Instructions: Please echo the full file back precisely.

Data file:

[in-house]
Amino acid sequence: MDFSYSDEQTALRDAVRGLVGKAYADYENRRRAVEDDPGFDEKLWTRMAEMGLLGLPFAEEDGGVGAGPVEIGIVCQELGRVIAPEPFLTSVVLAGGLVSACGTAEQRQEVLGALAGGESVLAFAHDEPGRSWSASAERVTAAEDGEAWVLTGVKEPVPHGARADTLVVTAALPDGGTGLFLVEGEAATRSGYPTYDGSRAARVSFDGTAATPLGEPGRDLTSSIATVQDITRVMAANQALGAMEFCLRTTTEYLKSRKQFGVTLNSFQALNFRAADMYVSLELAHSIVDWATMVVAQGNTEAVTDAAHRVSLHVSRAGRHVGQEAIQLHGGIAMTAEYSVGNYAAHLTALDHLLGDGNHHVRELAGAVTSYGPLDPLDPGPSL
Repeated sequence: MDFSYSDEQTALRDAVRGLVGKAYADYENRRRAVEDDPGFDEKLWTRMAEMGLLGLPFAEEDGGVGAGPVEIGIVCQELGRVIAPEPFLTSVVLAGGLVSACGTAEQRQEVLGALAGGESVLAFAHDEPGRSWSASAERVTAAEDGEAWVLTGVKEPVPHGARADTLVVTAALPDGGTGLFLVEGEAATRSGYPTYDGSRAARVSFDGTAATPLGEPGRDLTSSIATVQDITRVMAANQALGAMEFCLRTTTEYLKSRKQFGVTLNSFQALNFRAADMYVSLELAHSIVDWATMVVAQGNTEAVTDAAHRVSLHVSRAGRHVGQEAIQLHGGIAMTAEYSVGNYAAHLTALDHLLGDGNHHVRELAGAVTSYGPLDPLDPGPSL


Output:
[in-house]
Amino acid sequence: MDFSYSDEQTALRDAVRGLVGKAYADYENRRRAVEDDPGFDEKLWTRMAEMGLLGLPFAEEDGGVGAGPVEIGIVCQELGRVIAPEPFLTSVVLAGGLVSACGTAEQRQEVLGALAGGESVLAFAHDEPGRSWSASAERVTAAEDGEAWVLTGVKEPVPHGARADTLVVTAALPDGGTGLFLVEGEAATRSGYPTYDGSRAARVSFDGTAATPLGEPGRDLTSSIATVQDITRVMAANQALGAMEFCLRTTTEYLKSRKQFGVTLNSFQALNFRAADMYVSLELAHSIVDWATMVVAQGNTEAVTDAAHRVSLHVSRAGRHVGQEAIQLHGGIAMTAEYSVGNYAAHLTALDHLLGDGNHHVRELAGAVTSYGPLDPLDPGPSL
Repeated sequence: MDFSYSDEQTALRDAVRGLVGKAYADYENRRRAVEDDPGFDEKLWTRMAEMGLLGLPFAEEDGGVGAGPVEIGIVCQELGRVIAPEPFLTSVVLAGGLVSACGTAEQRQEVLGALAGGESVLAFAHDEPGRSWSASAERVTAAEDGEAWVLTGVKEPVPHGARADTLVVTAALPDGGTGLFLVEGEAATRSGYPTYDGSRAARVSFDGTAATPLGEPGRDLTSSIATVQDITRVMAANQALGAMEFCLRTTTEYLKSRKQFGVTLNSFQALNFRAADMYVSLELAHSIVDWATMVVAQGNTEAVTDAAHRVSLHVSRAGRHVGQEAIQLHGGIAMTAEYSVGNYAAHLTALDHLLGDGNHHVRELAGAVTSYGPLDPLDPGPSL